Color of matting for brown toned images

Discussion in 'Presentation & Marketing' started by tkamiya, May 4, 2012.

  1. tkamiya

    tkamiya Member

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    I am fully aware this is "it's all what you like" and "it depends".... but I would still like to solicit opinions.

    I usually use a mat color called "Pearl white" from Frame Destinations (one of APUG sponsors). This color is more of a creamy off white which looks white by itself more or less, but against true white, it's definitely cream. I like using this one because with normal B&W image without toning or with light selenium toning, it brings out the white in the image and also the black. Visually, it adds "pop" to the image.

    HOWEVER, I have an image that majority of the part is toned in deep brown with some near the center toned in selenium. I covered parts with rubber cement and toned in brown so it's not really a split toning or double toning but it's more of one part brown and another part selenium. With this image, this mat color didn't work so well. The mat looks a lot darker in cream than usual, and it doesn't help bring out the brown in the image. It sort of blends into the image rather than enhancing it.

    Under these conditions, would you (personally) think pure white or white would work better? I typically don't like to use pure white because when combined with un-toned or selenium toned image, it's too stalk (sp) and I like warmer presentation. But I think it backfired on me this time.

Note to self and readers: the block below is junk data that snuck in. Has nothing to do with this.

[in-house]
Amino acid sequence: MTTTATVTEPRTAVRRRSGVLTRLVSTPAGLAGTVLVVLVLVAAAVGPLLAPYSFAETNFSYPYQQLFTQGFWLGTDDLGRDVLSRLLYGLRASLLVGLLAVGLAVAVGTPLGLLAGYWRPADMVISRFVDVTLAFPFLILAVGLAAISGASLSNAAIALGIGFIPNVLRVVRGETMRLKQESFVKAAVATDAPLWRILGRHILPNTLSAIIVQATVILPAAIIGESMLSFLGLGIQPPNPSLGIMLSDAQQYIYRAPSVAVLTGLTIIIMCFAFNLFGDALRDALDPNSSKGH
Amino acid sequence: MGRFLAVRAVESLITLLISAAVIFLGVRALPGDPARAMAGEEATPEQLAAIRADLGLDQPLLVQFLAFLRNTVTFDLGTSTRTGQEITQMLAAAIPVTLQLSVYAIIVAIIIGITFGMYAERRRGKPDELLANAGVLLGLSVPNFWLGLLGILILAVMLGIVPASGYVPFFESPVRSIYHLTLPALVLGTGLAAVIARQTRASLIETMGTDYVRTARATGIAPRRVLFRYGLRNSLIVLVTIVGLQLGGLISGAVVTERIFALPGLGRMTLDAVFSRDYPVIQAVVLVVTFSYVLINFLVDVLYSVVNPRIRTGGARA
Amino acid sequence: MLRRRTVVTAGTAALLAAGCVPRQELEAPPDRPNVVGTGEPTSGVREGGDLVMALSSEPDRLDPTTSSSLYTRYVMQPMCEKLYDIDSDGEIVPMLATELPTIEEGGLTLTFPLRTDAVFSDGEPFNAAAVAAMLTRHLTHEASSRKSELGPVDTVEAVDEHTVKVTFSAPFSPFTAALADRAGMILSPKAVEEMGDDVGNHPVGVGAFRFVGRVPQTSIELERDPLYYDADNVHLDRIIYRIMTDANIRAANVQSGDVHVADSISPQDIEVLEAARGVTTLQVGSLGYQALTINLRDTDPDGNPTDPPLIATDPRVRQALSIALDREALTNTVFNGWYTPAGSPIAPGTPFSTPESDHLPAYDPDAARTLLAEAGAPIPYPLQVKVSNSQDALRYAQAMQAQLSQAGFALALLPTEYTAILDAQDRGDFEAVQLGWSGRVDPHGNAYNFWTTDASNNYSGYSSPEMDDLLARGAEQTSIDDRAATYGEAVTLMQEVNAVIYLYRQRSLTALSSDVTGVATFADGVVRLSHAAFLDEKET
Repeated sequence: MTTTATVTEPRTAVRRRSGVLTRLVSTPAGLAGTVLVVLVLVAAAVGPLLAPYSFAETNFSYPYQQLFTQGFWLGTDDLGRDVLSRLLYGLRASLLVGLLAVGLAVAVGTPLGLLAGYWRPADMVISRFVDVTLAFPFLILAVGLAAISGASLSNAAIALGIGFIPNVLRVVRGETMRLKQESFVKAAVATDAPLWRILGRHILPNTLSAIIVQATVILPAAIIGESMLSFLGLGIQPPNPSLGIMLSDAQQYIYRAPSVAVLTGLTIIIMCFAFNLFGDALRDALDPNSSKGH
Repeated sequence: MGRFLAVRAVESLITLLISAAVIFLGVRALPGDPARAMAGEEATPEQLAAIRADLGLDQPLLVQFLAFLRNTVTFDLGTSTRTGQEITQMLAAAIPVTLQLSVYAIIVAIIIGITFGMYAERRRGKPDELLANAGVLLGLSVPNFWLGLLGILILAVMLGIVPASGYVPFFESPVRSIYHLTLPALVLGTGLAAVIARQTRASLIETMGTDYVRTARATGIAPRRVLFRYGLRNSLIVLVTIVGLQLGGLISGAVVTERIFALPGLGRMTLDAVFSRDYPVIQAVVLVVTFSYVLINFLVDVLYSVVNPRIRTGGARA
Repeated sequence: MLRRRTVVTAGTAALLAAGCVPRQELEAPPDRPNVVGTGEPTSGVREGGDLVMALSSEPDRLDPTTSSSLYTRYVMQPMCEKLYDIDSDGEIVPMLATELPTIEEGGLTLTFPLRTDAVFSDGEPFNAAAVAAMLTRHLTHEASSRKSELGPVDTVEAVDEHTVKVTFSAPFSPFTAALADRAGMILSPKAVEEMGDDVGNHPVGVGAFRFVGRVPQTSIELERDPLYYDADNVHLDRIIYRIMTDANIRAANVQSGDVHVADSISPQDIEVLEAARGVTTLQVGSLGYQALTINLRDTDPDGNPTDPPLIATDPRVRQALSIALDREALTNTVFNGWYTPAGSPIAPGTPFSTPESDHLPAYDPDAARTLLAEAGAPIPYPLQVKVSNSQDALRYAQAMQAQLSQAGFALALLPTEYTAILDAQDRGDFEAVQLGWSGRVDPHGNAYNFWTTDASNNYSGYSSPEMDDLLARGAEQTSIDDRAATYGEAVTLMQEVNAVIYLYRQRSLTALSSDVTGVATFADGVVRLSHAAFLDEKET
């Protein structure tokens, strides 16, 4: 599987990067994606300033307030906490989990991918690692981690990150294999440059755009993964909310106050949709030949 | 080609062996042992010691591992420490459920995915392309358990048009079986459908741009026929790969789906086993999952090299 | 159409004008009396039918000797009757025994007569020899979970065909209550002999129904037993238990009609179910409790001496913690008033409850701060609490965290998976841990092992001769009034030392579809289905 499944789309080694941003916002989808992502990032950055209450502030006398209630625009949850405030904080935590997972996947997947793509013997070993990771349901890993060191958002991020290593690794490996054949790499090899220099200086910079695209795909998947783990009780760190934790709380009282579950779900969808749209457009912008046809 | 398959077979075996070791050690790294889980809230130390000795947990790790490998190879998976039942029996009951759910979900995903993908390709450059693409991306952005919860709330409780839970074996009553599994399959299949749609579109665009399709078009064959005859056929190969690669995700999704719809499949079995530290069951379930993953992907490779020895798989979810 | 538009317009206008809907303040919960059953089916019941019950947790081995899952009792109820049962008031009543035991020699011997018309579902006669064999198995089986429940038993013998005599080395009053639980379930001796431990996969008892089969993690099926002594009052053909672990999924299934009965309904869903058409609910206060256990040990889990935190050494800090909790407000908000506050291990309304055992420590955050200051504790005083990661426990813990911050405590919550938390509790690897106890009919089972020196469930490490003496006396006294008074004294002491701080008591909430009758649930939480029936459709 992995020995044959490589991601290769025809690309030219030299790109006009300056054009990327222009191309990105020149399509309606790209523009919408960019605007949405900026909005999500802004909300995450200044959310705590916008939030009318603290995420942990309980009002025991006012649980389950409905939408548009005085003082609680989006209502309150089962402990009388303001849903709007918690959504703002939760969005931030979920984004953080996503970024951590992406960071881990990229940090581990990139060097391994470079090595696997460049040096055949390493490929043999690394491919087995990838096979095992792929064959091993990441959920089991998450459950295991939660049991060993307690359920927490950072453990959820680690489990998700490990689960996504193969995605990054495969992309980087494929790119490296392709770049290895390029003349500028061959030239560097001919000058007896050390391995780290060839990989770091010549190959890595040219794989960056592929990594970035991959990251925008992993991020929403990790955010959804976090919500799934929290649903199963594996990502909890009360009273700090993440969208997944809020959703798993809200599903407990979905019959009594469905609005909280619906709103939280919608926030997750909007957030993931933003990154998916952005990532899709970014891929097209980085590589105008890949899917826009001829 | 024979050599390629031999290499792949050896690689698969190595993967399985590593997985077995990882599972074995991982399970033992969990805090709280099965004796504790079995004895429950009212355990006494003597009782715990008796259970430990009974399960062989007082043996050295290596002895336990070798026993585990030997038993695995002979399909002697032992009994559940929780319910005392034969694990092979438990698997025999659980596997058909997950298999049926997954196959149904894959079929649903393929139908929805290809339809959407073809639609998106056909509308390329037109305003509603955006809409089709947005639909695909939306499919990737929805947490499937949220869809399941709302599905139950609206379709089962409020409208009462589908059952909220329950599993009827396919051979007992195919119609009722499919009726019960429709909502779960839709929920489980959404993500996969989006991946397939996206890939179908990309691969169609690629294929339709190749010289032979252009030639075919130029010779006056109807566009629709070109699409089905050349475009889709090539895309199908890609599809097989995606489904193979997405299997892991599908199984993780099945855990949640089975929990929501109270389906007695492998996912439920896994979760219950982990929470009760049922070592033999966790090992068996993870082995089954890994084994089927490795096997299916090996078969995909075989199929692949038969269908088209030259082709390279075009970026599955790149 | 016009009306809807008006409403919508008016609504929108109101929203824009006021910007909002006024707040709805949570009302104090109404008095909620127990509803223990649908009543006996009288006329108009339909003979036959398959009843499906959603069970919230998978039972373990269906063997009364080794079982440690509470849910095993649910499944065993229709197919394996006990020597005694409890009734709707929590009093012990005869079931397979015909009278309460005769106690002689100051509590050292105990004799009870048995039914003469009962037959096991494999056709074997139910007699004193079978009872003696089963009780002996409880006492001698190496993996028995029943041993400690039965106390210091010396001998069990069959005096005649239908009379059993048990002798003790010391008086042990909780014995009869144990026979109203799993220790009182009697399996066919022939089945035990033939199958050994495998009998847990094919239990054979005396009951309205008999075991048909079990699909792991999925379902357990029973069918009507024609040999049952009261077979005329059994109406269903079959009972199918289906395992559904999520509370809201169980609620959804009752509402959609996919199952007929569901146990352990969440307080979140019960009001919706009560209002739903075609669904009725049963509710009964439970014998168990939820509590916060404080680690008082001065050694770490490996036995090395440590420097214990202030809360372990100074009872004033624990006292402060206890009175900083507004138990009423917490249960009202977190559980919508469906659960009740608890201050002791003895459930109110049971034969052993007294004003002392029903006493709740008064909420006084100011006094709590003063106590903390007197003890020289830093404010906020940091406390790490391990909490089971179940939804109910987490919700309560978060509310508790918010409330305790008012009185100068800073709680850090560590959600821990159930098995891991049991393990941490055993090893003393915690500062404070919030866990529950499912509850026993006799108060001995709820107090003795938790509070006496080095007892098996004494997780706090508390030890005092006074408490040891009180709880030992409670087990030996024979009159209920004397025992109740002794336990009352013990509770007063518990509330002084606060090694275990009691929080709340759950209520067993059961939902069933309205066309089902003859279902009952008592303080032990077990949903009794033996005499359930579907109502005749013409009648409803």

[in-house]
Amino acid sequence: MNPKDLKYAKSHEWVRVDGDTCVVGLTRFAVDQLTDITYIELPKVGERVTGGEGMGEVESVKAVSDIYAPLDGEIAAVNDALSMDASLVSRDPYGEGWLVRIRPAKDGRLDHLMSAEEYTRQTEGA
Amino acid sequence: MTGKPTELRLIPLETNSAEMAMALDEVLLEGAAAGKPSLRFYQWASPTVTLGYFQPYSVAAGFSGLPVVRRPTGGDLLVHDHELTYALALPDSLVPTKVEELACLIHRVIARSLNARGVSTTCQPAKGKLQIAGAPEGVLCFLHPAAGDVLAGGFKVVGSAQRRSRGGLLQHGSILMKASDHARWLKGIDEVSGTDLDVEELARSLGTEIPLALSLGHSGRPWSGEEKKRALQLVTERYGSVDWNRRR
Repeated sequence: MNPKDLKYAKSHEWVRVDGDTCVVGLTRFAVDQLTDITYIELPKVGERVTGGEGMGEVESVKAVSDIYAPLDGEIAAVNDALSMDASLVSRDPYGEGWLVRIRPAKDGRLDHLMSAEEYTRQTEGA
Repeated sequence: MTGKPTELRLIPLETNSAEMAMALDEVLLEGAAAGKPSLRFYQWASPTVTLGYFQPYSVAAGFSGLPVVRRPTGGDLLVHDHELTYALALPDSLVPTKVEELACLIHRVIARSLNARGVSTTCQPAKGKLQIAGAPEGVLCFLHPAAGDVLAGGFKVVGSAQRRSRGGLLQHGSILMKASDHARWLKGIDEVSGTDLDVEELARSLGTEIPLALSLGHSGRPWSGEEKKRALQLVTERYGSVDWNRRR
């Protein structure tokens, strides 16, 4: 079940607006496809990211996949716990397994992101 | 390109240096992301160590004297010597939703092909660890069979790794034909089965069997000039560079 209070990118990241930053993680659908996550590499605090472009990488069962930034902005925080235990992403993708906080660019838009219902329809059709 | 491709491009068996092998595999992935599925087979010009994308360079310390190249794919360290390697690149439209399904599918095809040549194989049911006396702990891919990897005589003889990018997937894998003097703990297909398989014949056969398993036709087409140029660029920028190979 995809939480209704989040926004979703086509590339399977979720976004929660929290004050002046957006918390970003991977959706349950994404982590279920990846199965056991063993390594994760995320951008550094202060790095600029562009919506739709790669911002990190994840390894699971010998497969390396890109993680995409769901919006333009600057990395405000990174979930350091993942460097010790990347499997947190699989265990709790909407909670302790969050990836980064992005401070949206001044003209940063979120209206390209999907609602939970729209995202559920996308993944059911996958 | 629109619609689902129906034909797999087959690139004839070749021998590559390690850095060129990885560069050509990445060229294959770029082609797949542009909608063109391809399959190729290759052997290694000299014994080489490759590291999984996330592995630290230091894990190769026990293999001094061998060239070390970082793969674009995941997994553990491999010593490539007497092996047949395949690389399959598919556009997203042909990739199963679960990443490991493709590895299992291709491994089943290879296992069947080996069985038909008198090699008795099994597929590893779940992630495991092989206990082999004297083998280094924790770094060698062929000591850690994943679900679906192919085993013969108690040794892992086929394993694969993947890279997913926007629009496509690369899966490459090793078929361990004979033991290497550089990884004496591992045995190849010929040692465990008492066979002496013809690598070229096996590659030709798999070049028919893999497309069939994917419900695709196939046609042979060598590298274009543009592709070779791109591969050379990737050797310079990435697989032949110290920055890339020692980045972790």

By the way, the molding is metal matte black.

    Again, I'm just interested in YOUR opinion either theoretically or from experience. I'm in uncharted territory for me. I could use help here. Thanks.
     
  2. DWThomas

    DWThomas Subscriber

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    There are a lot of different whites in mat board. I generally use something that is designated "natural white." It's not that glaring ultra white, but isn't too far toward the creamy side. But then, I've not done exactly the toning you're describing either.
     
  3. tkamiya

    tkamiya Member

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    It's amazing how many WHITE there are in matting materials...... you are right.
     
  4. jordanstarr

    jordanstarr Member

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    I use an off-white for brown. It's a good transition into that tone and isn't too harsh. I also use it for warm-toned prints. It's a Peterboro PW572. You can go a little more "off" into a beige too and it works really well -that's what I use for my brown/walnut/cedar frames. For straight black and white that are selenium toned to a cool colour, I use a bright white PW521 Peterboro in a black frame. I know this doesn't necessarily apply to your scenario, but maybe you're thinking aobut it wrong. I like to draw the viewer in rather than pop the image out. It's my own preference to stick match with base tint rather than contrast. The image feels more as belonging to the frame rather than escaping it....if that makes any sense.